Important tasks: 

  • Communicate immediately and regularly 

  • Have course materials loaded into the Learning Management System (LMS)- Blackboard 

  • Provide instructor-focused learning (lectures/videos) 

  • Encourage interaction and engagement 

  • Create assignments, collect them, and grade them 

  • Provide online assessments 

Communicate immediately and regularly

In the event of a campus closure, it is very important to communicate to your students right away. Give them information about:

  • Where to find the class schedule in the LMS
    • Any potential changes to that schedule
    • Any potential changes to procedures
    • Consider creating a FAQ document
    • General course expectations with a change in modality
      • Example: how you will communicate with them, how often
      • How often students should log in to the LMS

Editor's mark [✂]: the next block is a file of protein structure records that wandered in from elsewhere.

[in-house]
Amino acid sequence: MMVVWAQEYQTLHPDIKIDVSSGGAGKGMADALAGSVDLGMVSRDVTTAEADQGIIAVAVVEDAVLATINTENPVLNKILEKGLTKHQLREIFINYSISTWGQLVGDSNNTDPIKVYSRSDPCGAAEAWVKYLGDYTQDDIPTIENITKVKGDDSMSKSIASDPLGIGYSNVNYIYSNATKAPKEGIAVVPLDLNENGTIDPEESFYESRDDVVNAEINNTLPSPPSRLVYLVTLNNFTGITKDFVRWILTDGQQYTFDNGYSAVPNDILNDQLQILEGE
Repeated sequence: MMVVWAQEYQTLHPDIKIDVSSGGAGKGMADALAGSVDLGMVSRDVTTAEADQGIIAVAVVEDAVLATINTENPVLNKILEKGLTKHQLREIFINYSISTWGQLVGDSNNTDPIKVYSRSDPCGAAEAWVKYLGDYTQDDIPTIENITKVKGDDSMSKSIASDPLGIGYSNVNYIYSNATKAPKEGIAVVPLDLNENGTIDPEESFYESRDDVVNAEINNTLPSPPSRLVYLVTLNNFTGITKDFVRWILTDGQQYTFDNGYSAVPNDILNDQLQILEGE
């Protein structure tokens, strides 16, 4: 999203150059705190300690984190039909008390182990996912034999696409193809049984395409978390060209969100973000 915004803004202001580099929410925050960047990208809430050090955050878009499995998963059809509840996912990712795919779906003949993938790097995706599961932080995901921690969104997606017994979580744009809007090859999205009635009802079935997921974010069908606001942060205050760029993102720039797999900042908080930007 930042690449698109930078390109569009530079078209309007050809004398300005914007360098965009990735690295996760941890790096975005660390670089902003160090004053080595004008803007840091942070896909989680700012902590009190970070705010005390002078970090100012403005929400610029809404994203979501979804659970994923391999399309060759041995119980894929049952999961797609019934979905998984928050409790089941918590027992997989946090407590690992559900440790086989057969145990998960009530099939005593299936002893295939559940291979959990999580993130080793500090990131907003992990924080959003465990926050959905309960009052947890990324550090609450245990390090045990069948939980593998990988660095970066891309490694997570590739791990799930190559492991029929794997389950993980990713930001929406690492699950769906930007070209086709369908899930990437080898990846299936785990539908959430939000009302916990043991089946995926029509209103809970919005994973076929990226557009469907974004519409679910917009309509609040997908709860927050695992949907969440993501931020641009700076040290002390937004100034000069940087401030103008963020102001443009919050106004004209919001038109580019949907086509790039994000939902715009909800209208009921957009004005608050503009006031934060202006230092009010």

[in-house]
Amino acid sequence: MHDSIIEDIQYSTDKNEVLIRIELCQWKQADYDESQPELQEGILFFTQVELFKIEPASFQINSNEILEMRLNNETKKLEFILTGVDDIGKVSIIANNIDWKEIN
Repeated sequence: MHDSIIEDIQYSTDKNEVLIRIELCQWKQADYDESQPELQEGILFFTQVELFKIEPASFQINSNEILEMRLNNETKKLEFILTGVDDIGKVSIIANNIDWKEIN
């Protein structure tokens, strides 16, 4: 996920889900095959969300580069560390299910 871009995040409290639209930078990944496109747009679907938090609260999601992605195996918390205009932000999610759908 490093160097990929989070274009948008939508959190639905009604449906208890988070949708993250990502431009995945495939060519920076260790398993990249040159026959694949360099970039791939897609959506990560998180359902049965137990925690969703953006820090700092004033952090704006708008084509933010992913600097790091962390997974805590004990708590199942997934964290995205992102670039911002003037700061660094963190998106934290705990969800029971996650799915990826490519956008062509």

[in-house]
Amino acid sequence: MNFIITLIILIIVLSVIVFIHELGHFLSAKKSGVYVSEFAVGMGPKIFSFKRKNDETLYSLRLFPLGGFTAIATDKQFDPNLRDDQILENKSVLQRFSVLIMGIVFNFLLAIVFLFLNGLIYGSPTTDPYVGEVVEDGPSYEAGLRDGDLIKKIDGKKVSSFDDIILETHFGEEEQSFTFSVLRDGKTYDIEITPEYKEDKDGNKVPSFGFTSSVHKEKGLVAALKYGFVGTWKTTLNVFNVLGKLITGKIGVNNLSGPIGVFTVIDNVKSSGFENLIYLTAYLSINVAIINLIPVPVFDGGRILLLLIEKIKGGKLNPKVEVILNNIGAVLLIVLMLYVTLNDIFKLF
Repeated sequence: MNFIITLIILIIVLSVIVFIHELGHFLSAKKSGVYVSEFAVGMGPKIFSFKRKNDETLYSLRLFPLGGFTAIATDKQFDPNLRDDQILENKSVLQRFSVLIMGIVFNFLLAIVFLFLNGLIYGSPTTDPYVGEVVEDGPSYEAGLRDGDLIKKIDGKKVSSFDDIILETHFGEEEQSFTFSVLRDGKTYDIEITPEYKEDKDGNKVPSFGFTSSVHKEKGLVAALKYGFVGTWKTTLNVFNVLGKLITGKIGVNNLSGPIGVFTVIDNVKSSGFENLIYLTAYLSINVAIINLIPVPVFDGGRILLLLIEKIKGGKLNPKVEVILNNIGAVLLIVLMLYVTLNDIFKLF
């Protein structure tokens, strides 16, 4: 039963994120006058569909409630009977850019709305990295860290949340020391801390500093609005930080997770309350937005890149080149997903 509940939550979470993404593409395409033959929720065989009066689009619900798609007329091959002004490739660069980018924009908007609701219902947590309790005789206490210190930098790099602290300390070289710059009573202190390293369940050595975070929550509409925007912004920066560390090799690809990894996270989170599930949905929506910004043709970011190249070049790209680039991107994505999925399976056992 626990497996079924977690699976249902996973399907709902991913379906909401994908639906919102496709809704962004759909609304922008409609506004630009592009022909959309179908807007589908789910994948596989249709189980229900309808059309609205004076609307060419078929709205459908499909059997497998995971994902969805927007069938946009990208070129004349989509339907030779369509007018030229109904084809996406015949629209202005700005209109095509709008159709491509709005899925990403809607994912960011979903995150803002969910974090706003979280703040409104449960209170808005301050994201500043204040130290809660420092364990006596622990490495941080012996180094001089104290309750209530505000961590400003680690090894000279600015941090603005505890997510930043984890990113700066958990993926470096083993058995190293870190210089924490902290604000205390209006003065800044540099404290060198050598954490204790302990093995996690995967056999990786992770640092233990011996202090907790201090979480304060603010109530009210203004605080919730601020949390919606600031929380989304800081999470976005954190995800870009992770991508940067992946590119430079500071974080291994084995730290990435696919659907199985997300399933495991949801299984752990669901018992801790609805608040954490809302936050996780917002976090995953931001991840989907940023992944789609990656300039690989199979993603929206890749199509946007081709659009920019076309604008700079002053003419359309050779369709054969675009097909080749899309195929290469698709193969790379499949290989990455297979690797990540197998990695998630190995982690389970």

• How often students should check email or course announcements in the LMS
      • When the live online sessions take place
Who to contact for help

For assistance with general Blackboard questions or help, please email CTEIHELP@rush.edu or call 3-CLAS.

For immediate assistance after normal business hours, you may call 312-563-2527 (3-CLAS) which will direct you to Blackboard’s 24x7x365 support. They will be able to assist with basic support and troubleshooting.

For Zoom’s 24x7x365 support, call 888.799.9666 ext 2 and see: https://support.zoom.us/

Creating learning content on Blackboard

Getting started using Blackboard (covers the navigation menu, best practices, creating a module, and adding content). Video (10:40 minutes)

How to upload a file. Video. (< 1min)

How to create an announcement. Video (2.38 minutes)

How to create online discussions. Video. (4.08 minutes)

How to see what students see in your course. Video. (2.23 minutes)

How to send an email within Blackboard. Video. (1.52 minutes)